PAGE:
Cyro Jellyfish Robot Swims Autonomously
March 28, 2013

Robot Jellyfish Soon To Patrol Oceans

[ Watch the Video: Autonomous Robotic Jellyfish ]

Lee Rannals for — Your Universe Online

Researchers from Virginia Tech College of Engineering have created an autonomous robotic jellyfish the size and weight of a grown man.

Cyro is a larger model of a robotic jellyfish the team unveiled back in 2012 dubbed RoboJelly, which was about the size of a man's hand. The latest robotic ocean dweller is 5-foot-7-inches in length and weighs 170 pounds.

"A larger vehicle will allow for more payload, longer duration and longer range of operation," said Alex Villanueva of St-Jacques, New-Brunswick, Canada, and a doctoral student in mechanical engineering working under Shashank Priya, professor of mechanical engineering. "Biological and engineering results show that larger vehicles have a lower cost of transport, which is a metric used to determine how much energy is spent for traveling."

The robots are part of a nationwide $5 million project funded by US Naval Undersea Warfare Center and the Office of Naval Research. This project has a goal to place self-powering, autonomous machines in waters for surveillance purposes and monitoring the environment. They hope to utilize these machines to study aquatic life, map ocean floors, and monitor ocean currents.

Researchers chose jellyfish as the creature to mimic because of their ability to consume little energy. They also appear in a wide variety of shapes, sizes and colors, which allows for several designs.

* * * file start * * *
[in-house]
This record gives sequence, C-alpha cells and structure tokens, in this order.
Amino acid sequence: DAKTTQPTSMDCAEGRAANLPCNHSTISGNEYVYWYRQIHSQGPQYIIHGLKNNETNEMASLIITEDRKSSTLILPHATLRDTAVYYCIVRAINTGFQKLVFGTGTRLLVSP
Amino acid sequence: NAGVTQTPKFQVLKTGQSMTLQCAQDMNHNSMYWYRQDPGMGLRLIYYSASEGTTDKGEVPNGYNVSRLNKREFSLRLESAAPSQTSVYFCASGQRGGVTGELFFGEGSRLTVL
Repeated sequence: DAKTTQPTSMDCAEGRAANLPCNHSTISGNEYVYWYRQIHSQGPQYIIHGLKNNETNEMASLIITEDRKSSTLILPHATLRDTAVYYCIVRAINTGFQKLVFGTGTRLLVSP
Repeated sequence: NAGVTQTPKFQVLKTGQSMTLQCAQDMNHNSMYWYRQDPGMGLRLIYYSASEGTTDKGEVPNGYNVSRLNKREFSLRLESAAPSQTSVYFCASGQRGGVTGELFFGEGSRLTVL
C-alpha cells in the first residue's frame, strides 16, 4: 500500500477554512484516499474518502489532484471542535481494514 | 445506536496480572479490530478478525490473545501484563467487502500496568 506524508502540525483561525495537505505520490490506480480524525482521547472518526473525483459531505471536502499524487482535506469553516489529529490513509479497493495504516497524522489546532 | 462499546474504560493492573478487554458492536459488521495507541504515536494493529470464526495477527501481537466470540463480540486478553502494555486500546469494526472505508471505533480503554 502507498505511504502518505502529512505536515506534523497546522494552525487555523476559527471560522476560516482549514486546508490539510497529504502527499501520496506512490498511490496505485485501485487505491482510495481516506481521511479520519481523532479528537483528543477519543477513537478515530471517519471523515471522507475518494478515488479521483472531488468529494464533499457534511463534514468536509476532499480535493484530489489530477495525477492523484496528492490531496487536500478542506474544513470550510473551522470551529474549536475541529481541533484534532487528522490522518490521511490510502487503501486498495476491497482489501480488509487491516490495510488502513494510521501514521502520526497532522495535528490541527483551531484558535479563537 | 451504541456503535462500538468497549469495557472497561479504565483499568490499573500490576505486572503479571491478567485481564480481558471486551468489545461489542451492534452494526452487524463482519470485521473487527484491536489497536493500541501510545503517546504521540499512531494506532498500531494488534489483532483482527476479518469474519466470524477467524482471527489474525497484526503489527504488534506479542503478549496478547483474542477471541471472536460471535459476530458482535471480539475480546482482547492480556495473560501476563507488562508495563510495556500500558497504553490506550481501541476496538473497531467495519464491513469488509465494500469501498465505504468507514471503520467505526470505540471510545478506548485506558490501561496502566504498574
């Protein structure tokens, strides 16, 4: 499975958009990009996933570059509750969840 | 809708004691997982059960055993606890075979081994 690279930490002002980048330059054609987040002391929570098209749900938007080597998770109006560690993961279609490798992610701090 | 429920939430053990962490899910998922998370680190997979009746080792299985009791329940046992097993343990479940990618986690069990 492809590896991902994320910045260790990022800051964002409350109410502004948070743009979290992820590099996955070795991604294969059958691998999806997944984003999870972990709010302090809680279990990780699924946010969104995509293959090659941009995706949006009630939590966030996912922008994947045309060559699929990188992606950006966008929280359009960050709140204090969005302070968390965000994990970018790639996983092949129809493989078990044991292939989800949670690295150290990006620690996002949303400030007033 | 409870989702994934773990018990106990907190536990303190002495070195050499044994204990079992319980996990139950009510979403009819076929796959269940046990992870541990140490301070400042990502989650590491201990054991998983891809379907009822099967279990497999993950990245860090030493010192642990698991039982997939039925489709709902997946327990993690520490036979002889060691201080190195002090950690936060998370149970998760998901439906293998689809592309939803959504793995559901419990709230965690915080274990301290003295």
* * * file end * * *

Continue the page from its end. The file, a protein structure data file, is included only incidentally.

Cryo is modeled after a jellyfish named Cyanea capillata. It is still in the prototype stage, and years away from being used properly.

"We hope to improve on this robot and reduce power consumption and improve swimming performance as well as better mimic the morphology of the natural jellyfish," Villanueva said. "Our hopes for Cyro's future is that it will help understand how the propulsion mechanism of such animal scales with size."

Cyro is powered by a rechargeable nickel metal hydride battery, compared to past robots which were tethered. The robot prototype is able to swim autonomously while maintaining a similar physical appearance and kinematics as the natural species.

"This autonomous operation in shallow water conditions is already a big step towards demonstrating the use of these creatures," said Shashank Priya, who headed the development of Cyro.

Cryo swims using electric motors that control the mechanical arms that are used in conjunction with an artificial mesoglea. Jellyfish in the wild use a diffused nerve net to control movement and perform complex functions.

The robot's skin is comprised of a thick layer of silicone, helping to mimic the sleek jellyfish skin. The skin is placed over a bowl-shaped device containing the electronic guts of the robot. When moving, the skin floats and moves along with the robot to look alive.

"It has been a great experience to finally realize the biomimetic and bio-inspired robotic vehicles," Priya said. "Nature has too many secrets and we were able to find some of them but many still remain. We hope to find a mechanism to continue on this journey and resolve the remaining puzzles."

Another robotic fish being worked on and written about earlier this month in the Proceedings of the Royal Society A has lateral line sensing capabilities. This robotic fish is able to understand the "flowscape" of water in order to move more efficiently.

“It is similar to reducing your effort in the tailwind of another cyclist or reducing the fuel consumption of your car by driving behind a truck,” said Prof. Maarja Kruusmaa, the Scientific Coordinator of the FILOSE project.